Early hyperbaric oxygen therapy may improve the long term neurological consequences of diabetic patients suffering from hemorrhagic stroke.
Neurosci Lett. 2017 Feb 23 ;644:83-86. Epub 2017 Feb 23. PMID: 28237802
BACKGROUND: Hyperbaric oxygen therapy (HBOT) is still a controversial alternative strategy for acute stroke. This study was conducted to evaluate the potential long-term efficacy and safety of using HBOT in diabetes patients with intracerebral hemorrhage (ICH).
METHODS: In this randomized, prospective, normobaric oxygen therapy (NBOT)-controlled pilot study, 79 diabetes patients suffering from acute ICH were randomized to treat for 60min in a monoplace hyperbaric chamber pressurized with 100% O2 to 2.5-atm absolute (ATA) in the HBOT group or 1.5 ATA in the NBOT group. The primary outcomes included percentage of patients with improvement at one month and six months after onset (National Institutes of Health Stroke Scale [NIHSS], Barthel Index, modified Rankin Scale [mRS], Glasgow Outcome Scale [GOS]). The complications of all patients were recorded as well at the final follow-up of six months after onset.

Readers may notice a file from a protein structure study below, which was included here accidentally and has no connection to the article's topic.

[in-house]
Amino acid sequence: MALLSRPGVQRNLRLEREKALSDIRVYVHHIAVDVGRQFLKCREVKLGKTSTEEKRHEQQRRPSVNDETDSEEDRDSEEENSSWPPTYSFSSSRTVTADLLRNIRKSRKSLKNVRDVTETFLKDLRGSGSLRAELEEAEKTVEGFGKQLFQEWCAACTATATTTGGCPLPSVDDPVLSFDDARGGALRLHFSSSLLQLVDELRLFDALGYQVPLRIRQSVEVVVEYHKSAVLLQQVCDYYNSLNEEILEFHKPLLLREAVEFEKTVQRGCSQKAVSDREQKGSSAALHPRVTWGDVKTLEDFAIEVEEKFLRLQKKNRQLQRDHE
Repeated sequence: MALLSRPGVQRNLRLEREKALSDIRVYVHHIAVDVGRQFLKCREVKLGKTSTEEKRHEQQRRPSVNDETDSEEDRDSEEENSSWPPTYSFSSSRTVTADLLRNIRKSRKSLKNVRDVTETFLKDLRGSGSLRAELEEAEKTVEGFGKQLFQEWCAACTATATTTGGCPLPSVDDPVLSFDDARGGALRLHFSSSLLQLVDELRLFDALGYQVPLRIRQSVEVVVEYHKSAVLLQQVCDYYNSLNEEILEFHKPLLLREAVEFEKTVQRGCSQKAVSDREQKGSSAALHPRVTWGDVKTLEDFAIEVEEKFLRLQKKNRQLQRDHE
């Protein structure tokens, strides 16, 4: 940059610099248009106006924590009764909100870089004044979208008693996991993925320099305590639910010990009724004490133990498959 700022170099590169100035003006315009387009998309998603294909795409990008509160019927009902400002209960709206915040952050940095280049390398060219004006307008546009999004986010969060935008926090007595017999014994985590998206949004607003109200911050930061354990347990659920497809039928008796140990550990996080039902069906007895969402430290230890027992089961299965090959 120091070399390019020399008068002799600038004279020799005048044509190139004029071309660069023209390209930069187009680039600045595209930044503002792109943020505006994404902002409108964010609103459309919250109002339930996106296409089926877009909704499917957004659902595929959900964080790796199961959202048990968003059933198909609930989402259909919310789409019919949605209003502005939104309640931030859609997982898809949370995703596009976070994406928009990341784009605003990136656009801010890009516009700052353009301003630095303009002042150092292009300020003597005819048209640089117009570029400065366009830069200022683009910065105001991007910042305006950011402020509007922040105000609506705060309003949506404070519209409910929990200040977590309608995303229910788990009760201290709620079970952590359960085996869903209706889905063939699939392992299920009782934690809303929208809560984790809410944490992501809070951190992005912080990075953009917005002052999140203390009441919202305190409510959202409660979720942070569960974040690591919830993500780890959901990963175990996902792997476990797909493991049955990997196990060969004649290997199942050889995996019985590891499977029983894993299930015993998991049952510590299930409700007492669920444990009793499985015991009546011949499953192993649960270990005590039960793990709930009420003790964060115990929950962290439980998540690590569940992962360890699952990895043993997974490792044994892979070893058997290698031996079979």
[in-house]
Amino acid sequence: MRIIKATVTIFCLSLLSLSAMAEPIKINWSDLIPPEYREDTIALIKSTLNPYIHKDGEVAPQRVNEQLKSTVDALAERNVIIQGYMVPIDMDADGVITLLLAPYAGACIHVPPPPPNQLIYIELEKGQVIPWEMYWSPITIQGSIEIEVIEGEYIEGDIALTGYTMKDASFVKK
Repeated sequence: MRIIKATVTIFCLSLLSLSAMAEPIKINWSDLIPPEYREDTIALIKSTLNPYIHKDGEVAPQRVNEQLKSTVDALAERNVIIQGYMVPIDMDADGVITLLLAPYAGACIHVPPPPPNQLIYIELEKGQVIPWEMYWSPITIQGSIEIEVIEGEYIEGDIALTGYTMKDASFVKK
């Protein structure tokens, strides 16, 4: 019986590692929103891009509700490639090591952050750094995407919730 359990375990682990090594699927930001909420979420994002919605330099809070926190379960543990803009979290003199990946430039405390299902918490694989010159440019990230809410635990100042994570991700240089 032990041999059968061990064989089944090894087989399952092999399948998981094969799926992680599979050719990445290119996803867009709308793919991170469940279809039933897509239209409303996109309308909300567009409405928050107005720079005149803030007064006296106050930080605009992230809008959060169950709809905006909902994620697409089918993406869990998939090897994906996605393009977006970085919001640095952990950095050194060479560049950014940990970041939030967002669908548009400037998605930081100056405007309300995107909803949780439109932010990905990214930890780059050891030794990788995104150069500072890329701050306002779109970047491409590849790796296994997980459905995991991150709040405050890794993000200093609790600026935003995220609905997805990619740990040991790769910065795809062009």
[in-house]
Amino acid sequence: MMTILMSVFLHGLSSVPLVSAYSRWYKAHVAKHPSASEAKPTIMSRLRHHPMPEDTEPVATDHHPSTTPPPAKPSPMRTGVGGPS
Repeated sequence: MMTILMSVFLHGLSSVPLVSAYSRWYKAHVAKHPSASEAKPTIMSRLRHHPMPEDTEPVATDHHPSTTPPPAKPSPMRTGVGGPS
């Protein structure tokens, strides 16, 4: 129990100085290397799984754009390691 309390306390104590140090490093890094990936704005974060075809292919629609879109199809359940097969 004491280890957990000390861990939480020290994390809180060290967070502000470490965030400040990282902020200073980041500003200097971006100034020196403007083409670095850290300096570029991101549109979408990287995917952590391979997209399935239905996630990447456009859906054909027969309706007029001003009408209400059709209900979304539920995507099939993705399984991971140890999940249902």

RESULTS: Baseline characteristics were similar in both groups. There were no statistical differences between two groups at one month. However, in the long-term follow-up of six months, a larger percentage of patients in the HBOT group had a good outcome defined by their stroke scores compared with the HBOT group (Barthel Index: 85.1% versus 65.6%, P=0.080; mRS: 89.4% versus 68.8%, P=0.045; GOS: 83.0% versus 62.5%, P=0.073; NIHSS: 80.9% versus 56.2%, P=0.035).
CONCLUSIONS: In this study, early HBOT was found to be safe and effective with regards to the long term neurological consequences of diabetic patients suffering from ICH.